"I’ve come here from the Netherlands. I’m a writer, and I write a lot about climate change, and I’m in the process of making a performance about it now so I thought I would like to come. Back home there is some action taking place [to mark the COP26 summit] but I wanted to be right where it was happening so I came here and signed up to volunteer.
I’m tired right now because it took 30 hours as I came by train, bus, and boat and arrived last night. So I’m really fresh at the summit, this is my first full day. I’m volunteering with the COP26 Coalition, which is great because it focuses on groups that are not heard enough but that the summit should hear from.
It’s funny because I actually came here to Glasgow to try and gather some hope, because I felt like I lost it, but I already feel like I’ve regained it just coming here today and seeing how many people are out here.
Another reason I travelled here is because I want to learn more. I feel like the issue of climate change is so big, there are the environmental issues but there are social justice issues too and I wanted to learn more about that. The COP26 Coalition will be hosting a People’s Summit over the next few days, so I’m going to be involved in helping host some workshops for that. It’s going to be a busy few days, I’m excited!"
Anna Warren and Serena Jemmett from Glasgow and Manchester, UK: ‘Youth Haven’t Been Included’
Anna (20), on the right, is from Glasgow and studying at the University of Strathclyde and her friend Serena (19), on the left, has travelled from Manchester for the protest. They both volunteer with the Children’s Humans Rights Network at Amnesty International.
Anna: “I think the actions at COP26 have been disappointing. Not surprising but really disappointing. And it’s the people who have been most affected by climate change that have been the most likely to be excluded from the talks so far.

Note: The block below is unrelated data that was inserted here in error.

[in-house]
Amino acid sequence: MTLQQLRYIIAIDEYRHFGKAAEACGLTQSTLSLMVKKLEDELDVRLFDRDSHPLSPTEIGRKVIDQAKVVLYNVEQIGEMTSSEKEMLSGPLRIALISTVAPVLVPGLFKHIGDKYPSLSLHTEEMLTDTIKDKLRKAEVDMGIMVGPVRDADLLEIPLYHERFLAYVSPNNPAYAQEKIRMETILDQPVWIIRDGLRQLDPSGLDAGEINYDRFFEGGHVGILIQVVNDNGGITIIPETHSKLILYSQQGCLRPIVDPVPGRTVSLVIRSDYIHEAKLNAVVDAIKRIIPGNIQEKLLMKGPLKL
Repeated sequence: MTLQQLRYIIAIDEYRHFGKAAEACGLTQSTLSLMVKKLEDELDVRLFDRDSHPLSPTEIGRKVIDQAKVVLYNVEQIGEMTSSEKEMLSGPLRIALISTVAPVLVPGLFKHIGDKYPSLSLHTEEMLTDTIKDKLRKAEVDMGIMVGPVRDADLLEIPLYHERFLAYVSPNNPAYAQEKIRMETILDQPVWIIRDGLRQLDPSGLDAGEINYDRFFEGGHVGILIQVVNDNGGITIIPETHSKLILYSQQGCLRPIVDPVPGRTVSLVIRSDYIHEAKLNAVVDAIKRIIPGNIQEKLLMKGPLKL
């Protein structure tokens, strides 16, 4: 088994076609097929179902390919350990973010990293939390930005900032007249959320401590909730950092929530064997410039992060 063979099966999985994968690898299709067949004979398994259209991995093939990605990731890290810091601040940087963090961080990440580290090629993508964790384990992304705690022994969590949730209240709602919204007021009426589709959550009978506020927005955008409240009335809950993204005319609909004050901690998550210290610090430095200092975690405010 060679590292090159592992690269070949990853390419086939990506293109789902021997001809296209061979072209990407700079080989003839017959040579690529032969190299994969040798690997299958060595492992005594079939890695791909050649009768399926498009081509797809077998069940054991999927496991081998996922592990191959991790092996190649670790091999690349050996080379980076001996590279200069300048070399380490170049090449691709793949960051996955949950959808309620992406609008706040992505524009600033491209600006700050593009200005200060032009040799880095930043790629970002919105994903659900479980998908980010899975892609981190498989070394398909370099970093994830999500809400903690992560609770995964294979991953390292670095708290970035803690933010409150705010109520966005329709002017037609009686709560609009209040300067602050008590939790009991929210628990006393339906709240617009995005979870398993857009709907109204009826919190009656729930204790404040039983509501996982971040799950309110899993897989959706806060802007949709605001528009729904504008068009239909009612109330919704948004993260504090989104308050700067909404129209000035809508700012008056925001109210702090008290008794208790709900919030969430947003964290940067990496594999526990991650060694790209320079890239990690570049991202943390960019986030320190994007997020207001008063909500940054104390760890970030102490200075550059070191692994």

However, today definitely showed hope. You see so many organisations out representing. There are people here from everywhere, on the subway here at the start of the march, there were people from Copenhagen and Germany standing behind me who were here as activists or covering it as media. It’s exciting to see.
As someone who lives in the city the experience of hosting COP26 has been mixed. It’s been strange in the lead up to it, a bit frustrating as well, there have been changes to accommodate it. For example, my university has gone back online [rather than COVID-19 restrictions being lifted alongside with national lockdown lifting] because of COP26.
It has sometimes felt like it’s not for the people of Glasgow, we’re being pushed aside for these big world leaders to come and make fake promises. But today has made it feel a bit more worth it.”
Serena: “I think it’s been a cop out, it’s such a greenwash event. It’s supposed to have been the most inclusive COP so far in terms of youth inclusion and youth delegates, but there has been a huge disparity because they are not actually letting youth delegates into the Blue Zone [the part of the summit where politicians are convening]. What is the point of the Blue Zone and the Green Zone? There should just be one area and it should be accessible to all.
There have been other issues with access too, earlier in the week we saw that an Israeli minister couldn’t get access because she was in a wheelchair, for example. They are blaming a lot of the issues on COVID-19 measures, but I think that is quite lazy, they could have put more effort into putting safe-guarding in place while still including people.
It relates to some of the work I’ve done with Amnesty, I’ve written about it and I helped change the safeguarding rules within Amnesty to make it more inclusive. And from that work I can say organisations can improve access most of the time but it’s just a bit more work you know? It's a bit more paperwork but it’s definitely possible to do.
Today has been wet, it’s been pouring down. But it’s good to see. Activism can feel isolating and we’re campaigning on very depressing topics, but we’re feeling a bit more uplifted here. You’re surrounded by like-minded people and you feel encouraged to continue pushing and you feel a bit of hope.”